He's only using a system table (or view, strictly speaking) because of the number of rows it has--any table with a decent number of rows will work, whether it's a tally table or one of your main data tables.


Ah... I should have scrolled down a bit more before replying. Thanks for the cover, Paul!


--Jeff Moden
"RBAR is pronounced "ree-bar" and is a "Modenism" for "Row-By-Agonizing-Row".

First step towards the paradigm shift of writing Set Based code:
Stop thinking about what you want to do to a row... think, instead, of what you want to do to a column."

(play on words) "Just because you CAN do something in T-SQL, doesn't mean you SHOULDN'T." --22 Aug 2013

Helpful Links:
How to post code problems
How to post performance problems
Post #1272582
Posted Monday, March 26, 2012 6:25 AM


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GPO (3/26/2012)
This article was called "Generating Test Data: Part 1 - Generating Random Integers and Floats" It should have been called "Generating Test Data: Part 1 - A Way Cool Compendium of Well Explained El Neato T-SQL Techniques"

Just one minor gripe - not about the article - about us, the SQL Server community. I know times are tough but we should all be ashamed of ourselves for allowing a true luminary of the T-SQL world to slip into such penury that he is only able to afford the sort of machine that my kids wouldn't (well probably couldn't) watch YouTube on. What say we pass the hat around and get a natty 2006 machine off ebay for Jeff? Maybe we could start up a One Laptop Per MVP project.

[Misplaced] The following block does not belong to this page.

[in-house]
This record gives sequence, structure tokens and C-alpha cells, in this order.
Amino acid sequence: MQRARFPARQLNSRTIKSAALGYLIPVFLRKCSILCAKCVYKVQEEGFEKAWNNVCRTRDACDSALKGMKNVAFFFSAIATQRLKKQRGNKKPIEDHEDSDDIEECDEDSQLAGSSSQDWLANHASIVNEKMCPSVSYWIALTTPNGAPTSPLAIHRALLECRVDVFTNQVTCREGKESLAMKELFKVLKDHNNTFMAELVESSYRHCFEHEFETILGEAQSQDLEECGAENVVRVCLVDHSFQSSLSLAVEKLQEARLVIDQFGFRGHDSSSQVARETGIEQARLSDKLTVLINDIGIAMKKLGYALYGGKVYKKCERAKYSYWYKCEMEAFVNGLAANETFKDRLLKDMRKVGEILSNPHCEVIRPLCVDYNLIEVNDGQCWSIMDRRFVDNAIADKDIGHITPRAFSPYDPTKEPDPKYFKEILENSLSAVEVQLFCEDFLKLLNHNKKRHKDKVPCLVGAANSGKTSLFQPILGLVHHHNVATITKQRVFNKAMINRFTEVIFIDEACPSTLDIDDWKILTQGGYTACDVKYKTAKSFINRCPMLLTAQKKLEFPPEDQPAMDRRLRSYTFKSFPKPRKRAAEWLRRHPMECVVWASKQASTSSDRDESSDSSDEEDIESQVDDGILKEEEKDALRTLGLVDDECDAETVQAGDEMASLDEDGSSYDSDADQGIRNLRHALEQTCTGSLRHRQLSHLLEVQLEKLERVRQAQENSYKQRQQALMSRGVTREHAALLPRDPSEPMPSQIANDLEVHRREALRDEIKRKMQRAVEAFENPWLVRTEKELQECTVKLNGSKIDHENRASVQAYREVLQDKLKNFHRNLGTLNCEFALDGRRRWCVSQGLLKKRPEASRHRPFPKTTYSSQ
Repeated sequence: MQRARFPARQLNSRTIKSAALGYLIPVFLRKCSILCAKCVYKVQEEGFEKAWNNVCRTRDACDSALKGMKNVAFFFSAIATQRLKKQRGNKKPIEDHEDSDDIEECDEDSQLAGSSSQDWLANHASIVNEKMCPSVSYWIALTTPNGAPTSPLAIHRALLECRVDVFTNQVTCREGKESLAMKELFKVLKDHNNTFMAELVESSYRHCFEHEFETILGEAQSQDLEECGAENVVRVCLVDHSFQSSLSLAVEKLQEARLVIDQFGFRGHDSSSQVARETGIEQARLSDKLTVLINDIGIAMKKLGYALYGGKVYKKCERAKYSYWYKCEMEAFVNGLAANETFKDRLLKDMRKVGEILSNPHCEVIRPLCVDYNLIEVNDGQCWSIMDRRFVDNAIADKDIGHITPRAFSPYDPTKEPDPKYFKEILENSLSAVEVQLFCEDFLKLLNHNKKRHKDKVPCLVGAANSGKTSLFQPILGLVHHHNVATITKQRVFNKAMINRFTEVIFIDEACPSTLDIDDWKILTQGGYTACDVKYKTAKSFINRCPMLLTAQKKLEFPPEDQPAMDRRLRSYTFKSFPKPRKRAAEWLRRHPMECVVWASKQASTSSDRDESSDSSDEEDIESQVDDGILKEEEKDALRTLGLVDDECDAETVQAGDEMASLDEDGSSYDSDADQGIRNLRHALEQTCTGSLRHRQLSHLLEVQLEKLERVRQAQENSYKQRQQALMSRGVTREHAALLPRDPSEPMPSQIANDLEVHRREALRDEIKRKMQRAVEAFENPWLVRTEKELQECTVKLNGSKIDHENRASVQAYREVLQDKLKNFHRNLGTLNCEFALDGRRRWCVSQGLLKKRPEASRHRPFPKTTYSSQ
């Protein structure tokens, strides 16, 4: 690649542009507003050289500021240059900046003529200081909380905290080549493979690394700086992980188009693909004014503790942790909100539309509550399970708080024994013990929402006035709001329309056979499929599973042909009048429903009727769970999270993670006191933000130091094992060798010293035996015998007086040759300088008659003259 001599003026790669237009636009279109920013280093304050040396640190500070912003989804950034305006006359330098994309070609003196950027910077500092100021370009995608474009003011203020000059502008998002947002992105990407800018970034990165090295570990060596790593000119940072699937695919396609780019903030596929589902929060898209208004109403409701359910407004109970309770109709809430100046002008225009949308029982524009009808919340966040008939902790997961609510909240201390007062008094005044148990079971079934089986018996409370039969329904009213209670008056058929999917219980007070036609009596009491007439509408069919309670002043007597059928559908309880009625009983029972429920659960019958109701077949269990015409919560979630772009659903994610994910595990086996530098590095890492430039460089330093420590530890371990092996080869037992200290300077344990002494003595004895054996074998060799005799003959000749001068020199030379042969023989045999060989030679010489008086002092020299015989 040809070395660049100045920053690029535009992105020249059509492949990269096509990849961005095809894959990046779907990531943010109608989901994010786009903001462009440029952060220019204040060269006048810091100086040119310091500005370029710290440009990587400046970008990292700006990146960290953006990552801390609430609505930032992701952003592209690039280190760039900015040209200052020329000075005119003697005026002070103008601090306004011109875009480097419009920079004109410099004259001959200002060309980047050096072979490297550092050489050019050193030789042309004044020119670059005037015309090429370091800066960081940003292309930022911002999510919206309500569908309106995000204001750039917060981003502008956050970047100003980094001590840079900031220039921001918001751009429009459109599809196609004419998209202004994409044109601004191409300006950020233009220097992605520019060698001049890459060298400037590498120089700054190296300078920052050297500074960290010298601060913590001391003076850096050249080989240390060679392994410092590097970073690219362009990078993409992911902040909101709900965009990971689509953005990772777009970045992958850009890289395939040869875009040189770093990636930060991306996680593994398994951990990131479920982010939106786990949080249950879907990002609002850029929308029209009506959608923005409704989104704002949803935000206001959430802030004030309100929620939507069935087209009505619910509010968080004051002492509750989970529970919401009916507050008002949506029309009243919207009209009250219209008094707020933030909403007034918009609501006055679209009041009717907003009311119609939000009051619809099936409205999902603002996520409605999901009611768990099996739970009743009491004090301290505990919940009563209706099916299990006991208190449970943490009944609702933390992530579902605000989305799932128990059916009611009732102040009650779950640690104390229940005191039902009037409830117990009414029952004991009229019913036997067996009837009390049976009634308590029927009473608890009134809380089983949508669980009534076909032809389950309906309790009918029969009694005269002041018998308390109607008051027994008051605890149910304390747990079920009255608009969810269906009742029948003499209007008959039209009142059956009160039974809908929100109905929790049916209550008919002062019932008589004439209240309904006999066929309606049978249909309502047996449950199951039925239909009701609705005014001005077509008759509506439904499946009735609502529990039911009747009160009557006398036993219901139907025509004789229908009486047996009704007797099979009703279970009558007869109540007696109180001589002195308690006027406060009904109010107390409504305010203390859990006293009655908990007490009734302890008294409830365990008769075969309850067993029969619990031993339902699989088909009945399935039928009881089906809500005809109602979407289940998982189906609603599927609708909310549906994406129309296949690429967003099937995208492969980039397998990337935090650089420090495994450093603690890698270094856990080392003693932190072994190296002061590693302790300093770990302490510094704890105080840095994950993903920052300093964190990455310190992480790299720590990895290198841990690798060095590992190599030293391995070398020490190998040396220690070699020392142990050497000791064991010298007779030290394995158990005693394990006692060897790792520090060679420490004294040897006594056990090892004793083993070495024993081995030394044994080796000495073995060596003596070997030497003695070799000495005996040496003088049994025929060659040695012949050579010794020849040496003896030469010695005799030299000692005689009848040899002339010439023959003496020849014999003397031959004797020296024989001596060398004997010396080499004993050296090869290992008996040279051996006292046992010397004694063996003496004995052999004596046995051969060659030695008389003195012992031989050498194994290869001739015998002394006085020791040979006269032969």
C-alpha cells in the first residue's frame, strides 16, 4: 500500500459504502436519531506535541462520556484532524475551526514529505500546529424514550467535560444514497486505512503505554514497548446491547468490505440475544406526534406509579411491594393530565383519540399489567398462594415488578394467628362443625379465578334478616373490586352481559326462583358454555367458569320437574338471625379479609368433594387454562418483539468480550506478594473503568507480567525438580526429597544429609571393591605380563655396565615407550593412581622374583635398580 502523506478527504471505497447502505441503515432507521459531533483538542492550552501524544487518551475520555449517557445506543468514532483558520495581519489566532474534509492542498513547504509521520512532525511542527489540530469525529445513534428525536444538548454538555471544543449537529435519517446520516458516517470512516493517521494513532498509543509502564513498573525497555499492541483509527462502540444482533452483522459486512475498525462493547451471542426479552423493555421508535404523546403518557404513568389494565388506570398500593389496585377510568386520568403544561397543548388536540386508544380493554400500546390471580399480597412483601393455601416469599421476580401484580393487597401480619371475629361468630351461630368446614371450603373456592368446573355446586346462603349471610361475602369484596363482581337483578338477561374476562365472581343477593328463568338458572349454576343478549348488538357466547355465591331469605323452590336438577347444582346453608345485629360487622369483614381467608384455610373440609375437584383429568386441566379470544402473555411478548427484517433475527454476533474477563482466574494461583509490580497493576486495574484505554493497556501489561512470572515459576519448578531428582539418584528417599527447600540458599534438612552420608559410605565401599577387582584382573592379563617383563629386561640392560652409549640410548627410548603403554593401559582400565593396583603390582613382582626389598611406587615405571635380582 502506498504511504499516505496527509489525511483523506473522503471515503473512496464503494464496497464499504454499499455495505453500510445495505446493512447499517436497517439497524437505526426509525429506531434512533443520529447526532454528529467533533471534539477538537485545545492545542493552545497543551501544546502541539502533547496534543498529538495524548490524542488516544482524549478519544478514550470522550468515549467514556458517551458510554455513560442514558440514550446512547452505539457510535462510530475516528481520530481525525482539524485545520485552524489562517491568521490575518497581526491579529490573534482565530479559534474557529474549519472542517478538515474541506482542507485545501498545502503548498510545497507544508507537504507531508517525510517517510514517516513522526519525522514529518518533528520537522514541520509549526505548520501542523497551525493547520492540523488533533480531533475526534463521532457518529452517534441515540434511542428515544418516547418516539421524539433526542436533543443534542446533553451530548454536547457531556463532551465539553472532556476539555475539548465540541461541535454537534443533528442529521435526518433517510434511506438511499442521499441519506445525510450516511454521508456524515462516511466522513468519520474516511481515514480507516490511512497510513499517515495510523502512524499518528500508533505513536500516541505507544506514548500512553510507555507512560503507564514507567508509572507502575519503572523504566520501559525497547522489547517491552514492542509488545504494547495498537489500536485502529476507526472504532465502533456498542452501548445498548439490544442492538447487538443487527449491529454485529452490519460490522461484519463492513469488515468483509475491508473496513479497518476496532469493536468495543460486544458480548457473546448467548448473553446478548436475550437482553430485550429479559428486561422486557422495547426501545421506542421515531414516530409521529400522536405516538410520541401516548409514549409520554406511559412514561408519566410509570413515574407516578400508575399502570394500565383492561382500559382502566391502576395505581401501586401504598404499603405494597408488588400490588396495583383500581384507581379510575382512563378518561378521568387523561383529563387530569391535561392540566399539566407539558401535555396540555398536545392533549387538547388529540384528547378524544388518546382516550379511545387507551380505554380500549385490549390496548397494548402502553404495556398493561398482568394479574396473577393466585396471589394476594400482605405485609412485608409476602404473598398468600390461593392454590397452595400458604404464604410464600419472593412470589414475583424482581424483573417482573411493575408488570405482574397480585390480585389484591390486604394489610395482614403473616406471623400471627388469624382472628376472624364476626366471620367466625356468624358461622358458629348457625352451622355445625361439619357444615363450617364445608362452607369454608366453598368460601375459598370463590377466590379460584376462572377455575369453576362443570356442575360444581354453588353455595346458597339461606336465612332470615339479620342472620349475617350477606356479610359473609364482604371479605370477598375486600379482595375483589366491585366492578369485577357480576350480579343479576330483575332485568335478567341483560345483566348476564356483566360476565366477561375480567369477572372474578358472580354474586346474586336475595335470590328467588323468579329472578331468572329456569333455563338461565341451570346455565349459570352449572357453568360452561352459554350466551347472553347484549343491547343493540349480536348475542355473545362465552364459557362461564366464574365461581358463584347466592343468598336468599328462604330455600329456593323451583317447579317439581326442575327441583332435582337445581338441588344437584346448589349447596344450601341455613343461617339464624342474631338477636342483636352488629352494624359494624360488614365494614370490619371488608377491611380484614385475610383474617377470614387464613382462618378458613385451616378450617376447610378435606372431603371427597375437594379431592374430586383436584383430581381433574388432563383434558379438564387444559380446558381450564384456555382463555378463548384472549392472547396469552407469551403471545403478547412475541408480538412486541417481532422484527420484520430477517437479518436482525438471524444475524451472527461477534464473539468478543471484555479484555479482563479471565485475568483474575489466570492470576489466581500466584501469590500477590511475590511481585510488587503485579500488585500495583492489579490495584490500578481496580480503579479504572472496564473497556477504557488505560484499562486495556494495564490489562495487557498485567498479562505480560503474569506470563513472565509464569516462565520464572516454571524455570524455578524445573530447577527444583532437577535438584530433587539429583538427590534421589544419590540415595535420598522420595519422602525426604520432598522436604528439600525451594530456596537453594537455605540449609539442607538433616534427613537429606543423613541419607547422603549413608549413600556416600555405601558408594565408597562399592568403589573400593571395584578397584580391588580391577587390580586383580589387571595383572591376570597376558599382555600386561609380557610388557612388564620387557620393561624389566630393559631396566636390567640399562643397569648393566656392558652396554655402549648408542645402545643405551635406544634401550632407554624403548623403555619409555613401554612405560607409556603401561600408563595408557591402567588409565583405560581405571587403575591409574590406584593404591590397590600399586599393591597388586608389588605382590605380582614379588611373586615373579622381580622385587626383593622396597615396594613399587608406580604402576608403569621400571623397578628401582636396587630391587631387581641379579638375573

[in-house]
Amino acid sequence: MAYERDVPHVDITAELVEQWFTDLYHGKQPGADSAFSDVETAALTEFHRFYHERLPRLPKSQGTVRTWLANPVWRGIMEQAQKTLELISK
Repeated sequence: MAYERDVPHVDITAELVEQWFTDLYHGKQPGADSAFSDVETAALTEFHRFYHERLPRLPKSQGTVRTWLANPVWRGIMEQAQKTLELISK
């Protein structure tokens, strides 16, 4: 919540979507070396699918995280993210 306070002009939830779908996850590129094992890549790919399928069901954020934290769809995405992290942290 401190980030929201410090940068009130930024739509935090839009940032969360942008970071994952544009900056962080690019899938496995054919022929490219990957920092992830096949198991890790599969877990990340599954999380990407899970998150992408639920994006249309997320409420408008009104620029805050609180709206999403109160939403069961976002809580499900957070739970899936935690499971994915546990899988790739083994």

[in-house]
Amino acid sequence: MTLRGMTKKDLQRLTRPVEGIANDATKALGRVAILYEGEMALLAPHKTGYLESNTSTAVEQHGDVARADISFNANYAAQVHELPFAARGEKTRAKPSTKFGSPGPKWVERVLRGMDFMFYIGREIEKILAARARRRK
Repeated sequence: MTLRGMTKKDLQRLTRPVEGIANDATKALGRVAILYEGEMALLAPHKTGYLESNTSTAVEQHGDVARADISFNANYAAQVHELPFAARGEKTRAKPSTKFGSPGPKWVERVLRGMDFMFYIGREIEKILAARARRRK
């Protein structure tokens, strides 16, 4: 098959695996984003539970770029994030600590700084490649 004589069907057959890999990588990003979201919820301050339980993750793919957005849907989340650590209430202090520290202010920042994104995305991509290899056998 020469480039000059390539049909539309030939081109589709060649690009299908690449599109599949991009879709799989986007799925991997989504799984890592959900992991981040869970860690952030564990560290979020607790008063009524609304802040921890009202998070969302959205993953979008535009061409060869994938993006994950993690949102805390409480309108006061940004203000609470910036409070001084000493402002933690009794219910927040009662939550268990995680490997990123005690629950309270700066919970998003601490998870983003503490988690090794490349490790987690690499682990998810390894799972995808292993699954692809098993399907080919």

That's a much cooler title! Thanks for the great feedback.

I actually do have a more modern HP G71 laptop that comparatively screams and will do parallelism, etc but I actually like my ol' war horse. If I can make something run fast on it, I know you folks with "real" machines are going to love it.

That, notwithstanding, maybe we could get Al Gore to start a "No MVP left behind" project.


--Jeff Moden
"RBAR is pronounced "ree-bar" and is a "Modenism" for "Row-By-Agonizing-Row".

First step towards the paradigm shift of writing Set Based code:
Stop thinking about what you want to do to a row... think, instead, of what you want to do to a column."

(play on words) "Just because you CAN do something in T-SQL, doesn't mean you SHOULDN'T." --22 Aug 2013

Helpful Links:
How to post code problems
How to post performance problems
Post #1272585
Posted Monday, March 26, 2012 6:25 AM


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G Bryant McClellan (3/26/2012)
Good idea. If you count all the posters except Jeff you are up to 10 cents


Heh... that's more than Al Gore has given me so far.


--Jeff Moden
"RBAR is pronounced "ree-bar" and is a "Modenism" for "Row-By-Agonizing-Row".

First step towards the paradigm shift of writing Set Based code:
Stop thinking about what you want to do to a row... think, instead, of what you want to do to a column."

(play on words) "Just because you CAN do something in T-SQL, doesn't mean you SHOULDN'T." --22 Aug 2013

Helpful Links:
How to post code problems
How to post performance problems
Post #1272586